Cybercriminals are gaining on retailers as hackers use RAM scraping malware to compromise POS systems at retailers at an alarming rate.
RAM scraping by cybercriminals was thought to be on the decline, but recent high profile retail data breaches reveal the weapon is still very much in favor, according to Verizon's "2014 Data Breach Investigations Report." The seventh annual DBIR report analyzed 1,367 confirmed data breaches and more than 63,000 security incidents and boiled it all down to nine solid and identifiable patterns.
Nine out of 10 breaches can be described by nine basic patterns: POS intrusions, Web app attacks, insider misuse, physical theft/loss, miscellaneous errors, crimeware, card skimmers, DoS attacks, cyber espionage and "everything else." In the past three years, POS intrusions have grown to account for 31 percent of all attacks, up from virtually zero in 2010. But denial of service accounts for 33 percent of incidents for retailers and Web app attacks are 10 percent of incidents.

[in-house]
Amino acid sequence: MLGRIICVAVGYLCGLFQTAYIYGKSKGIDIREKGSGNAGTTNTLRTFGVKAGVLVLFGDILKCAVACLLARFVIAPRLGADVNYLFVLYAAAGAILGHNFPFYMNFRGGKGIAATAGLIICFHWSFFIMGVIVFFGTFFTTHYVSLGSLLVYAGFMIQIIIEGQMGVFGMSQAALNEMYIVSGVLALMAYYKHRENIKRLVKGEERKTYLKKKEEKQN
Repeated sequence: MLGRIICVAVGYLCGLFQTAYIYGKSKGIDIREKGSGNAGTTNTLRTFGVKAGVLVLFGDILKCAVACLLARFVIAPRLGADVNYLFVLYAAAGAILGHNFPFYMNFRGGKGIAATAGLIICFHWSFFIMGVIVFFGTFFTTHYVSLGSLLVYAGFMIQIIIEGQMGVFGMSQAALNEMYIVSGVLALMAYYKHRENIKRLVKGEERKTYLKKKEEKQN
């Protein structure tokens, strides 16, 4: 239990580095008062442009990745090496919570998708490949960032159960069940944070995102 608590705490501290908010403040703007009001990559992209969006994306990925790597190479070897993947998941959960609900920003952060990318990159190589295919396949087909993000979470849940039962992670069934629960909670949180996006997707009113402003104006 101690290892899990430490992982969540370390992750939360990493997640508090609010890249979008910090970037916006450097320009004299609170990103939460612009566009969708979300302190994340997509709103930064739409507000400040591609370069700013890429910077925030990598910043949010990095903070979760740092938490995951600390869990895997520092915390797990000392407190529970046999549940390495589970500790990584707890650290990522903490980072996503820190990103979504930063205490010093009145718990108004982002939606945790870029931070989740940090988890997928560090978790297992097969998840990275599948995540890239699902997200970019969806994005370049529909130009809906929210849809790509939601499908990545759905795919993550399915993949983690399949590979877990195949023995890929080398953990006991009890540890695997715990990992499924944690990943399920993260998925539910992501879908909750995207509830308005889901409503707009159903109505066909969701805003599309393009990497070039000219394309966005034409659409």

"(2013) may be tagged as the 'year of the retailer breach,' but a more comprehensive assessment of the InfoSec risk environment shows it was a year of transition from geopolitical attacks to large-scale attacks on payment card systems," according to the report.
And when it comes to POS attacks, RAM scrapers are to blame, marking a resurgence in an old method of accessing POS data.
Verizon's top three threats to shopper data include Internet intrusion, as hackers scan open remote access points looking for points of sale. Weak or nonexistent passwords let in criminals with malware. Stolen vendor credentials come in second, also thanks to weak, bad or non-existent passwords. And finally, a compromise at a corporate location.
One of the more startling revelations is the speed with which hackers can get in, get the information and get out before a retailer even notices. "The bad guys seldom need days to get their job done, while the good guys rarely manage to get theirs done in a month of Sundays," noted the report. "Attackers are getting better (and) faster at what they do at a higher rate than defenders are improving their trade. This doesn't scale well, people."
On a positive note, internal fraud discovery now outnumbers external fraud detection for the first time in the report's 10 year history. Law enforcement and unrelated third parties such as CSIRTs and threat researches are rising fast as important early detectors of fraud.
All this comes as blame shifts from banks to retailers. Retailers that don't comply with the new data security mandate will be held liable for customer losses.
-See this Verizon report
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